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East: UNAIDS Says HIV Putting Entire Generation Of Young People At Risk

By Andrea Boyle

A new report released by the UNAIDS program says the rise of HIV/AIDS in the countries of Eastern Europe and Central Asia is putting an entire generation of young people at risk. RFE/RL looks into why HIV is spreading so rapidly and what is being done to combat it.

Prague, 26 November 2003 (RFE/RL) -- Some 1.5 million people living in Eastern Europe and Central Asia are infected with HIV, the virus that causes AIDS. And a report released yesterday by UNAIDS -- a partnership between the UN, the World Health Organization, and the World Bank -- says the epidemic shows no signs of abating in the region.

Russia, Ukraine, Estonia, and Latvia are most affected. The situations in Kazakhstan and Uzbekistan are also of great concern. The epidemic is spreading mostly among intravenous drug users and young people. This trend contrasts with most Western countries, where victims tend to be a bit older and transmit the disease sexually.

In Ukraine, 25 percent of those diagnosed with HIV are under the age of 20. In Belarus, 60 percent are aged 15 to 24. In Kazakhstan and Kyrgyzstan, more than 70 percent of those with HIV are under the age of 30. In fact, more than 80 percent of those diagnosed as HIV-positive in Central Asia and Eastern Europe have not yet celebrated their 30th birthdays.

Irina Savtchanko of UNAIDS spoke to RFE/RL about how the mode of transmission is changing. "In some regions, up to 90 percent of HIV-infected persons are injecting drug users," she said. "But during [the past few] years, the situation is changing a little bit and sexual way of transmission is playing more and more a role in the epidemic."

Over the past year, Savtchanko says, the number of those contracting AIDS through sex has risen from 12 percent to 17 percent. She says the rise can be attributed, in part, to young intravenous drug users and their unsafe sexual practices. "It's the law of developing the epidemic," she said. "If the epidemic is starting in injecting drug users, and the number of cases are accumulating in this group, later, the drug users, they serve like a bridge to the heterosexual population, because they are also sexually active and have sexual partners, and they transmit the virus to [the] heterosexual population."

The report states that extraordinarily large numbers of young people engage in intravenous drug use in the countries of the former Soviet Union. Condom use is also generally low among young people.

Young men are the greatest victims of the epidemic in the region. But now, a striking new pattern of infection is emerging among women as well. "At the beginning of the epidemic, the percentage of women was about 25 [percent] and now it's more than 30 percent. So women are more evolving first into injecting drug use and into sex with injecting drug users who have HIV infection and who transmit infection to them," Savtchanko said.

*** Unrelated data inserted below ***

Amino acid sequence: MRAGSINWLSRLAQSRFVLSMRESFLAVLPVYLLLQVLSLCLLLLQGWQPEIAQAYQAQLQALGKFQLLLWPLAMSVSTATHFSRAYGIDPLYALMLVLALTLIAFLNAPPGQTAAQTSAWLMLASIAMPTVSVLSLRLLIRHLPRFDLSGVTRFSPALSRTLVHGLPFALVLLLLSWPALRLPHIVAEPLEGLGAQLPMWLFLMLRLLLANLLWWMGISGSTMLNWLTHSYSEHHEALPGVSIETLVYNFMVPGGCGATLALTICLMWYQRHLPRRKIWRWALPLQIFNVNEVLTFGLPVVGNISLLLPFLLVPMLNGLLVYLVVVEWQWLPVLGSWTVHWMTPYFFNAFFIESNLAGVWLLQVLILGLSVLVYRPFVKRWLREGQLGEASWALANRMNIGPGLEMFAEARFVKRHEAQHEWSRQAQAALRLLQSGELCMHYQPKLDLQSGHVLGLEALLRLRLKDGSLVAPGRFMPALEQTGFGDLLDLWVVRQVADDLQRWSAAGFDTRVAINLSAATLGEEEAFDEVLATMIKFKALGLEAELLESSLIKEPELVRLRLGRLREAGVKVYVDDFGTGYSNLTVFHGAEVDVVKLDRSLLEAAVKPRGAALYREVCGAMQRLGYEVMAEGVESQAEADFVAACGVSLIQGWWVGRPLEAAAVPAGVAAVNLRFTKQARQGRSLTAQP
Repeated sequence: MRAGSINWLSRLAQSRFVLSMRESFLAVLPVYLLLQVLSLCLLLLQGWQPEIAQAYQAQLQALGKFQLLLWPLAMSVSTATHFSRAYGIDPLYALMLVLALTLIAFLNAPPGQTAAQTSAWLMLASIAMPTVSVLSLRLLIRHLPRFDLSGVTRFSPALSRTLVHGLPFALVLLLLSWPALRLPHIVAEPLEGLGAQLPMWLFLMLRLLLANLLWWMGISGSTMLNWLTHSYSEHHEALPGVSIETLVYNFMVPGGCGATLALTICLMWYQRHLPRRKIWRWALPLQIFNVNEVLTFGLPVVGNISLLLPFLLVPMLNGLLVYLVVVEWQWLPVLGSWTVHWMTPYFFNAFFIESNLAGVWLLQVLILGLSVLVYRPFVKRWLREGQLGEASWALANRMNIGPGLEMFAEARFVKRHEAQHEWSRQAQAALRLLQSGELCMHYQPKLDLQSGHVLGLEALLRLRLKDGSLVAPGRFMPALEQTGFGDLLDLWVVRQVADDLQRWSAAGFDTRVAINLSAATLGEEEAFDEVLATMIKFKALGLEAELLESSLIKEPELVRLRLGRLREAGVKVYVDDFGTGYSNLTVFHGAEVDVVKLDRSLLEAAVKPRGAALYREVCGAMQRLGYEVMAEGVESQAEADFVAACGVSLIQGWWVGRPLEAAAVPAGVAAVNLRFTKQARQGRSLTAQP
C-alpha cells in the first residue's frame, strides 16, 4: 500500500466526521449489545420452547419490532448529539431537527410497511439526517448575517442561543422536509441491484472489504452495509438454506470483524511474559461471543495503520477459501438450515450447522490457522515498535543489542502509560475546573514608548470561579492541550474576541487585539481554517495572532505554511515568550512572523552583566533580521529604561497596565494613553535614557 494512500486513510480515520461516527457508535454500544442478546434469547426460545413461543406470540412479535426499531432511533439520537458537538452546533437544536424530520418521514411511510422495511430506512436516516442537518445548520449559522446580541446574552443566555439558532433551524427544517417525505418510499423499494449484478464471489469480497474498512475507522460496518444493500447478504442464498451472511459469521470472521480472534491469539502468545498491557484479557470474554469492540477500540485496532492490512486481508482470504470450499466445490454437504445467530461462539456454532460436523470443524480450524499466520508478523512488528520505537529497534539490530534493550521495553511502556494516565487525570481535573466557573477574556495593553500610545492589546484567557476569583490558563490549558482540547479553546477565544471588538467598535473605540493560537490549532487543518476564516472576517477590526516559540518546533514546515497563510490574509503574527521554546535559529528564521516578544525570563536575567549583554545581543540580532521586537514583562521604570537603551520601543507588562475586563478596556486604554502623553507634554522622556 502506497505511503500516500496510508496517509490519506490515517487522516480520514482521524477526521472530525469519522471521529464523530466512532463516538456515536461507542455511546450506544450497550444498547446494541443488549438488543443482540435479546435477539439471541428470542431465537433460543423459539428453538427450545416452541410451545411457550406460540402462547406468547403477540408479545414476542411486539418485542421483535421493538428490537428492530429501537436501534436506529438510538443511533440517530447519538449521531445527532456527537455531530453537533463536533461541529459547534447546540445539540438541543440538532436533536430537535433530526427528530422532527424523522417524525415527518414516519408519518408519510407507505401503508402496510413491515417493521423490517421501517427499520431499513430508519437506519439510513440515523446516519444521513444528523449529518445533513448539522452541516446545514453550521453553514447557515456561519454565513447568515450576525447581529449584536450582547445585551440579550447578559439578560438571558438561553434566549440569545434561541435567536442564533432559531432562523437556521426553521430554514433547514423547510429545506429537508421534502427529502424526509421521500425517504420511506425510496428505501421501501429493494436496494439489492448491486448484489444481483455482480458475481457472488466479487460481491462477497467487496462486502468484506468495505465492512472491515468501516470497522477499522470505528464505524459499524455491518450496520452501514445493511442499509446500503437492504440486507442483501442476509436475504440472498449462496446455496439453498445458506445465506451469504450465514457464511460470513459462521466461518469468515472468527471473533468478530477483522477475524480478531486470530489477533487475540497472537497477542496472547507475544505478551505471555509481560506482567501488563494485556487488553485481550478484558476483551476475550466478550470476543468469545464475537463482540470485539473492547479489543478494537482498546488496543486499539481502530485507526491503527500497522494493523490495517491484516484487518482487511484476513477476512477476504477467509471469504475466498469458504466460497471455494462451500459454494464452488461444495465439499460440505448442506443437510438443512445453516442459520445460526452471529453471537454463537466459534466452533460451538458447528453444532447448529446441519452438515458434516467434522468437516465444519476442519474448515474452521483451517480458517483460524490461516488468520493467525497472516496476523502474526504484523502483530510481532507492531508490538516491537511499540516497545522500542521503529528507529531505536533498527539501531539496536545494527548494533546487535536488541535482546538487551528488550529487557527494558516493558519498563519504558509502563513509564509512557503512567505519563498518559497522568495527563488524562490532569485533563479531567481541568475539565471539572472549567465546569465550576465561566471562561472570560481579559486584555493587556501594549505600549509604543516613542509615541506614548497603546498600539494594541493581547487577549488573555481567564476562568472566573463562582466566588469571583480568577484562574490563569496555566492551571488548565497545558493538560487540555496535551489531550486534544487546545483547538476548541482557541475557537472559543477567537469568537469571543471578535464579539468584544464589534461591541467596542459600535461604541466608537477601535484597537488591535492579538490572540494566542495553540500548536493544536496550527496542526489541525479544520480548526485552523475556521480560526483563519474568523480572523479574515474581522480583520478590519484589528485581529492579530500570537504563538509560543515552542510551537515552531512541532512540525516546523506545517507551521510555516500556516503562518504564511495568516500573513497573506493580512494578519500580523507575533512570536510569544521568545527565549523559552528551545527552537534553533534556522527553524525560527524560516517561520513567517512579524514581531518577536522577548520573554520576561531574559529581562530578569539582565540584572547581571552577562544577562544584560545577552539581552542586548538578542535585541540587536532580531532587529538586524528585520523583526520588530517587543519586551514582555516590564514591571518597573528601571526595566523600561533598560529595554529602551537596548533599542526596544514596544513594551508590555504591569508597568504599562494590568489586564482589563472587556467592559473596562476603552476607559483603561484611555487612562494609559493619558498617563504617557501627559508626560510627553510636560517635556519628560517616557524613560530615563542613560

Many experts highlight the need for more vigorous governmental responses to the epidemic, including the addition of more programs aimed at prevention. Savtchanko says she hopes recent infusions of money from the United Nations to 12 countries in the region will make a difference.

She says Ukraine's HIV prevention program is a model for other nations to emulate. Ukrainian President Leonid Kuchma addressed the UN General Assembly on the topic in September. He reported his government is taking action to help those already infected and to prevent others from becoming infected. "Recently, a national program on HIV prevention has been implemented in Ukraine," Kuchma said. "Measures taken enable us to make substantial progress in combating the spread of the disease, particularly cases of the transfer of HIV infection from mother to child."

Savtchanko says other nations need to follow Ukraine's lead and devote more governmental attention to the problem. "Some governments, they do not understand the extent of the problem, or they don't want to understand the extent of this problem because, well, our countries are in the period of [transition] and countries, a lot of countries, are facing very serious problems -- economic and health problems and corruption and wars and all this," she said. "That's why some governments, they don't want to understand that in [the] future, HIV infection epidemic will be a real threat for the nations."

The report finds that the outbreak of the epidemic in the region, especially in Central Asia, is "very recent" and can still be halted if prevention efforts are targeted at those most at risk -- intravenous drug users, sex workers, and young people.

In some places, elementary efforts, such as screening blood donations for the disease, can still make a big difference.